Here's a review of tonight's opening episode of Rev that I wrote for Orange. I went into it with quite a bit of goodwill, but was disappointed by it.
It's apparently aiming at a more realistic view of the contemporary role of the clergy (and the press pack puts great weight on the research Tom Hollander and writer/co-creator James Wood did), but a lot of the characters still seemed cartoonish.
Also, more seriously, it just wasn't that funny (although others might find a bit more comedy of recognition in the stuff about parents doing whatever's necessary to get their kids into highly rated schools).
Unfortunately, Rev also clashed with tonight's two-part series finale of 30 Rock on Comedy Central, which was so jammed with gags that we had to keep pausing and rewinding to catch up with them.
I know they're very different programmes made in different styles and production systems, but even allowing for Rev's more "gentle" approach, it was a stark contrast.
When you think about vicars and you think about sitcoms, one word looms large at the front of your mind: Dibley. Still, despite not being a fan, I came to Rev with an open mind, as its urban setting promised something different. Was my faith rewarded? Not a prayer.
The show stars Tom Hollander – who co-created it with writer James Wood – as the Reverend Adam Smallbone (snigger), a thoughtful vicar who has been transferred to a struggling inner-city church. And it's keen to show how vicars can be just as sweary, drinky, smokey and lusty as the rest of us. He even says “big bazoomas”!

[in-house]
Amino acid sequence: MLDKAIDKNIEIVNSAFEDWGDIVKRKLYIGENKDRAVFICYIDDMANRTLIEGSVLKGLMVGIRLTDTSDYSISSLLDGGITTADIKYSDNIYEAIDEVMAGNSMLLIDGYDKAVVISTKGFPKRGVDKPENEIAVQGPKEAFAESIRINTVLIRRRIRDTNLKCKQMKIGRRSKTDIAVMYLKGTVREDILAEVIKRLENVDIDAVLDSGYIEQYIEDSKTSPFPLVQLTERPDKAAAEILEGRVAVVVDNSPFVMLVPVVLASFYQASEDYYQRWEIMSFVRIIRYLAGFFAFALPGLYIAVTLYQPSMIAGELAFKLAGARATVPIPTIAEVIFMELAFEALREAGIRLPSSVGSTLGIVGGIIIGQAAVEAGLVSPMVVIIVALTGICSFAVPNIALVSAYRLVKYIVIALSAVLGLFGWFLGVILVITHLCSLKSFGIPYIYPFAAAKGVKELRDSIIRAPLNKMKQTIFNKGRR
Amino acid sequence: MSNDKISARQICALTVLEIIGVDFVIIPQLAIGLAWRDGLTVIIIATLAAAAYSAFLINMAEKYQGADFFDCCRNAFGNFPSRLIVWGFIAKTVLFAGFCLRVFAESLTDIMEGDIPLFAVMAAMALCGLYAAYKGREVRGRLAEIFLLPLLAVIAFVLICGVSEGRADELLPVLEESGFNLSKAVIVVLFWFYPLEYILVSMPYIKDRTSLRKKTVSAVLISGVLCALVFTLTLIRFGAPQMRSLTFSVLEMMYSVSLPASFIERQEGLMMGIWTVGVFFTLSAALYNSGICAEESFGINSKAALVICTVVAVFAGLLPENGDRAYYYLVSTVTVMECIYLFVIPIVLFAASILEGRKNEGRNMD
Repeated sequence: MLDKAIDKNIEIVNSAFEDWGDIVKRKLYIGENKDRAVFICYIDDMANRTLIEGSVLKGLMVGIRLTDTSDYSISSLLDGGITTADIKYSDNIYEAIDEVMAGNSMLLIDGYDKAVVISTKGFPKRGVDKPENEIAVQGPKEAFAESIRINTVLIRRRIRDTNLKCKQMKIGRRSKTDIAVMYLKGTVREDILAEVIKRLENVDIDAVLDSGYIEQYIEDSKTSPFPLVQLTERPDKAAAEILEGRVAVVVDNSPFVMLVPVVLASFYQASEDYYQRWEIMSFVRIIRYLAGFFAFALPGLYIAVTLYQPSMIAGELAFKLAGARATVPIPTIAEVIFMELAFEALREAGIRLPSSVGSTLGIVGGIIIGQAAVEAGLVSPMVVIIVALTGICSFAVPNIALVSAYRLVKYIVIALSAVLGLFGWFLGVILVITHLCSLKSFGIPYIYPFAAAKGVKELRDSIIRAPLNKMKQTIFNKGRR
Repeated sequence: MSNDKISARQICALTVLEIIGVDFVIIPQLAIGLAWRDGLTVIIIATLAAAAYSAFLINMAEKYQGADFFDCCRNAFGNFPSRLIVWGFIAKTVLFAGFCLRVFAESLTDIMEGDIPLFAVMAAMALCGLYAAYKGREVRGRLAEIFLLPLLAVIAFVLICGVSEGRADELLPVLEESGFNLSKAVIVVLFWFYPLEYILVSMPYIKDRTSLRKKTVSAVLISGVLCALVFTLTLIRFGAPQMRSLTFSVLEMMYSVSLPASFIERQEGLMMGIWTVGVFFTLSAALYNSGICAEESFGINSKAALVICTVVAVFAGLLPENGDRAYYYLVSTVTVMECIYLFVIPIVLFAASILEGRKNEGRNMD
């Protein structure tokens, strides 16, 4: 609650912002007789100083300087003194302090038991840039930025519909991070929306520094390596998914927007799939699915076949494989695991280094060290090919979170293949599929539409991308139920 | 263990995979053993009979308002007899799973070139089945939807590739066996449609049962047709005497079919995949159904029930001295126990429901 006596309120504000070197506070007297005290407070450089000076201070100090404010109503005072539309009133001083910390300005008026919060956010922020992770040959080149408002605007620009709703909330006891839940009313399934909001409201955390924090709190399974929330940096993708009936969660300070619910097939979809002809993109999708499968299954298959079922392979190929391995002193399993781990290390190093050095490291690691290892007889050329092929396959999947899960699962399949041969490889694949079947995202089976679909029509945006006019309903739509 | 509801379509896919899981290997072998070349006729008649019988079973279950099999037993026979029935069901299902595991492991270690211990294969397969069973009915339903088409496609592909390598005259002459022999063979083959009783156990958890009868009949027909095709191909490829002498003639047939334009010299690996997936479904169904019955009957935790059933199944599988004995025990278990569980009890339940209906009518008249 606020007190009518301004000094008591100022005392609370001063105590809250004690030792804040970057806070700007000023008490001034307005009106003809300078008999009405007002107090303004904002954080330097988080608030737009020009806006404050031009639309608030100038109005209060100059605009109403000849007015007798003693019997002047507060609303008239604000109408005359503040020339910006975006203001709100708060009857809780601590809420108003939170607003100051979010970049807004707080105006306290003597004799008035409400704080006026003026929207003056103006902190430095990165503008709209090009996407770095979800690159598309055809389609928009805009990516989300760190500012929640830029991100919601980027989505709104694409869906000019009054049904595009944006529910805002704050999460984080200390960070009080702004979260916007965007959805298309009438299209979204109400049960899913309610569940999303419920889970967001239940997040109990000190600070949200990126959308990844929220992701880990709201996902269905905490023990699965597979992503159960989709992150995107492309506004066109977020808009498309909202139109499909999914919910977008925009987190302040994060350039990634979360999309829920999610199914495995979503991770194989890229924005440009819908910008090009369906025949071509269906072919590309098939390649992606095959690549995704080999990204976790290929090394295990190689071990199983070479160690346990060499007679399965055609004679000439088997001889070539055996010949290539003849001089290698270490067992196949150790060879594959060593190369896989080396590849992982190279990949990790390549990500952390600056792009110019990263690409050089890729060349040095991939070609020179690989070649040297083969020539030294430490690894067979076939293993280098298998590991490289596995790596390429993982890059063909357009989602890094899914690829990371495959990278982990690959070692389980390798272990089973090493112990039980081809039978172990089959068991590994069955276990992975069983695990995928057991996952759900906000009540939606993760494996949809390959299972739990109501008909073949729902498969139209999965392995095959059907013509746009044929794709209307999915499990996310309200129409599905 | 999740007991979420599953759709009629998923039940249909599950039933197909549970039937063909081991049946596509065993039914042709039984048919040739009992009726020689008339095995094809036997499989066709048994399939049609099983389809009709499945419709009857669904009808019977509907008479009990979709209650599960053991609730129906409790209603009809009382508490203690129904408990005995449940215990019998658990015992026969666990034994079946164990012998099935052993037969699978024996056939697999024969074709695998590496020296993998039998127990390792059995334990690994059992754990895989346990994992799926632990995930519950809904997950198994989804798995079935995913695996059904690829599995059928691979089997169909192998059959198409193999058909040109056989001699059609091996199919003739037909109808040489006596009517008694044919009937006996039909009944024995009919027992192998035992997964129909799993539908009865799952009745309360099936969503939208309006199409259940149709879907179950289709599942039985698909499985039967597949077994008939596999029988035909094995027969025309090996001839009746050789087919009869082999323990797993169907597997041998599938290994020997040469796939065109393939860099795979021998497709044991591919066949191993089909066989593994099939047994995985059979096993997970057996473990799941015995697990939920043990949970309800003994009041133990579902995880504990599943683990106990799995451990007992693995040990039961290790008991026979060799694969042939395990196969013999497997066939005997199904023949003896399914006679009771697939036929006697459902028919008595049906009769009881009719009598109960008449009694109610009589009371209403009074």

The first episode saw Adam struggling to raise money to repair a broken stained-glass window. However, when word got around that the church school was in line for a good Ofsted report, his dwindling congregation suddenly received a boost from ambitious middle-class parents keen to get their sprogs into the school.
Adam was left with a dilemma. If he wanted the money to fix his window, he'd have to get the kid of the boorish local MP (Alexander Armstrong – the MP, that is, not the kid) into the school. However, for the hardass head teacher (Lucie Liemann) to play ball, he'd also need to bump a local couple from their wedding day so that her sister could have a half-term wedding.
As that little synopsis indicates, for all its urban dressing, Rev is still very middle-class. Fair enough for a BBC Two sitcom about a vicar, but unfortunately that extended to all the working-class characters becoming paper-thin stereotypes; lairy builders, an aggressive taxi driver, the dim couple running a pub – we had the lot.
Rev has got a first-rate cast – Tom Hollander's restrained performances is very watchable and Olivia Colman (his solicitor wife) and Steve Evets (his keenest – and most drunken – parishioner) are always welcome – but it falls down on one big hurdle: it just isn't very funny. A few smirks and one or two chuckles, maybe, but certainly no guffaws.
But, for all that, at least it isn't another series of Two Pints of Lager... Thank God for small mercies, eh?